The Varieties of Capitalism literature posits that national economic institutions reflect the mode of coordination of a country's market actors. Despite the importance of this claim and a rich literature on the emergence of regulatory capitalism, few studies test such prediction for Independent Regulatory Agencies (IRAs). This article connects the two fields of research by analysing the impact of economic coordination on the formal independence of IRAs. The results show that, beyond issues of credible commitment and policy stability, the collective action capacity of market actors matters. In particular, regulators in Coordinated Market Economies enjoy less independence than in Liberal Market Economies, while intermediate regimes grant IRAs the least autonomy. The policy implications are nontrivial. Similar to other macroeconomic institutions, inappropriate combinations of economic coordination and IRA independence may engender Pareto-suboptimal regulatory solutions. In such cases, policymakers should reconsider the rules governing national regulators.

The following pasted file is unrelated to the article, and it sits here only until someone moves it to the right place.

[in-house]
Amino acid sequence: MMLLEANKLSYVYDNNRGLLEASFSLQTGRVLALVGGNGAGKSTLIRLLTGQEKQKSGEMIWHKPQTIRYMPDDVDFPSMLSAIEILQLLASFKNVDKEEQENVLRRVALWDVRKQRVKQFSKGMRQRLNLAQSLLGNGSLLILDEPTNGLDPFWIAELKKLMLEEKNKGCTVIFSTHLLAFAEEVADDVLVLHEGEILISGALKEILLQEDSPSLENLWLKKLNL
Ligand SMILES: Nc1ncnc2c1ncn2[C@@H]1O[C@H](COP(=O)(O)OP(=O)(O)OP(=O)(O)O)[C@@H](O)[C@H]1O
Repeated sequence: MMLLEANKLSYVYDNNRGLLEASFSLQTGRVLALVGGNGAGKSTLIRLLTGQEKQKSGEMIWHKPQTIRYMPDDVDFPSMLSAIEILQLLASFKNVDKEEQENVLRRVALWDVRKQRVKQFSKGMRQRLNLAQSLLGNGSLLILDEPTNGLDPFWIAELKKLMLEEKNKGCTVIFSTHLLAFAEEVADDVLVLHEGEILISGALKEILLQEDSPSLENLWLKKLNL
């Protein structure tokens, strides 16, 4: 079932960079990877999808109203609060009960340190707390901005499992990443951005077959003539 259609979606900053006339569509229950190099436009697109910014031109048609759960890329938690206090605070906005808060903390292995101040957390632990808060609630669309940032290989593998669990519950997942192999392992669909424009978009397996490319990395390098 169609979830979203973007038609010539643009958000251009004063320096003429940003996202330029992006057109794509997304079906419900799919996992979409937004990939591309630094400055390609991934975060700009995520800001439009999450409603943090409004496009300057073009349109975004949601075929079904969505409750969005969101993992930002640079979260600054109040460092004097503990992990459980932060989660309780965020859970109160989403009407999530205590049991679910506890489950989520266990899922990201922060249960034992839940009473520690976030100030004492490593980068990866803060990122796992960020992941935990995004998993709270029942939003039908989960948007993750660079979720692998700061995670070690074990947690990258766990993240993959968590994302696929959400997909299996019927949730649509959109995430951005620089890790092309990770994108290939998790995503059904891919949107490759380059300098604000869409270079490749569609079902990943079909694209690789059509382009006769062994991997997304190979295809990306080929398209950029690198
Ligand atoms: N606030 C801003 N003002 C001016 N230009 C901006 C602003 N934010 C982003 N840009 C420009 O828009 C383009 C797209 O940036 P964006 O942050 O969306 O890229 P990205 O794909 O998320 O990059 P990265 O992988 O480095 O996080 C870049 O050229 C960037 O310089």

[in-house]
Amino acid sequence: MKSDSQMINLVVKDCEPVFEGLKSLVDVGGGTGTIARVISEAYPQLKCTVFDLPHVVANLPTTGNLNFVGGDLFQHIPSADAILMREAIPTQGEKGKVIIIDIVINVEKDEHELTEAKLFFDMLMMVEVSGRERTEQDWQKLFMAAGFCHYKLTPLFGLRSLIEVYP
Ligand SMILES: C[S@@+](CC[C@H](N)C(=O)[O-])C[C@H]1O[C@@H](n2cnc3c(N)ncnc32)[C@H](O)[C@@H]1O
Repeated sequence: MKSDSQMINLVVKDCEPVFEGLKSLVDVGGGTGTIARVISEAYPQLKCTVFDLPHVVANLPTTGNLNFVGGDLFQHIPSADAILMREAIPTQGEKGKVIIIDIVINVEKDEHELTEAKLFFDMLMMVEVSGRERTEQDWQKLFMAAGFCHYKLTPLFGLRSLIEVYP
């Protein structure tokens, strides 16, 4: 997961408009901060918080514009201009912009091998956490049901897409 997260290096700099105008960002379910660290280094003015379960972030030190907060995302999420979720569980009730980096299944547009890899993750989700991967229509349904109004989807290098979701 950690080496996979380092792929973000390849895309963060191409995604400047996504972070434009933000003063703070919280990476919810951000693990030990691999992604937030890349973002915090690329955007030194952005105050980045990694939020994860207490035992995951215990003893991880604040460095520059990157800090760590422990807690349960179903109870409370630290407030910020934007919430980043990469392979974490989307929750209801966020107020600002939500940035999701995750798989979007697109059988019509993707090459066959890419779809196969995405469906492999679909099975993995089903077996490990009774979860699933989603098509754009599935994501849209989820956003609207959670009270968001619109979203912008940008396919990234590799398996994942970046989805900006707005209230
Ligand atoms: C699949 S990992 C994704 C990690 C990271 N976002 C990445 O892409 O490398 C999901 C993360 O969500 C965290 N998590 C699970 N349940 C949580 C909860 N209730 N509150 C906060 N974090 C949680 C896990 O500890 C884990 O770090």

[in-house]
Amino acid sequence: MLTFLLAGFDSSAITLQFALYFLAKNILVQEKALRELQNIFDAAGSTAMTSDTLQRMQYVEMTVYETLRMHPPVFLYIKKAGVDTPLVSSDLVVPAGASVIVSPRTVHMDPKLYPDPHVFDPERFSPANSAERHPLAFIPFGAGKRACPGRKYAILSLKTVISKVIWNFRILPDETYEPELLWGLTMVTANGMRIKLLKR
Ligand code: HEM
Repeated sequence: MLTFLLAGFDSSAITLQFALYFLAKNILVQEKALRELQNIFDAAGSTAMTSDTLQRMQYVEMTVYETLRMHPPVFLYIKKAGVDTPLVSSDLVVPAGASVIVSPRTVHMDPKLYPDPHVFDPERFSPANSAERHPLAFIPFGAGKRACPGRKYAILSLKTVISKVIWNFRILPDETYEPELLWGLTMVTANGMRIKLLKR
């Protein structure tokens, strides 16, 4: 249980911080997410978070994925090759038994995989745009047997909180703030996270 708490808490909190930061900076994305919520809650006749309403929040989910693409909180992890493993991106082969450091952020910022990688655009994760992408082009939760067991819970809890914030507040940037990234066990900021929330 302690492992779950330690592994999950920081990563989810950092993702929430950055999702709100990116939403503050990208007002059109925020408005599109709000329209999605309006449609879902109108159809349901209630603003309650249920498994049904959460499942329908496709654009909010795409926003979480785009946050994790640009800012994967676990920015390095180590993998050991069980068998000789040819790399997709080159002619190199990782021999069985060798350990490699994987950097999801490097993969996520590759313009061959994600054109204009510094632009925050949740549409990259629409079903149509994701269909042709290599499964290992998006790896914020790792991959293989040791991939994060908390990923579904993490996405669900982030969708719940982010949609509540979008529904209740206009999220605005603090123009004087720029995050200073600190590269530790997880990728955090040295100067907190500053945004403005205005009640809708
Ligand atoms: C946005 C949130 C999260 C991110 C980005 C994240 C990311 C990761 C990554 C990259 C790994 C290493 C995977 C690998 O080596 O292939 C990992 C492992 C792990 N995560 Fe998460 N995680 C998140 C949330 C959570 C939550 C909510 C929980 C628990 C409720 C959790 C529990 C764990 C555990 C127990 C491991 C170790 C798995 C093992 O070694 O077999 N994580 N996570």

|Titolo:||Formal independence of regulatory agencies and Varieties of Capitalism: A case of institutional complementarity?|
|Data di pubblicazione:||2016|
|Appare nelle tipologie:||01.1 - Articolo su rivista (Article)|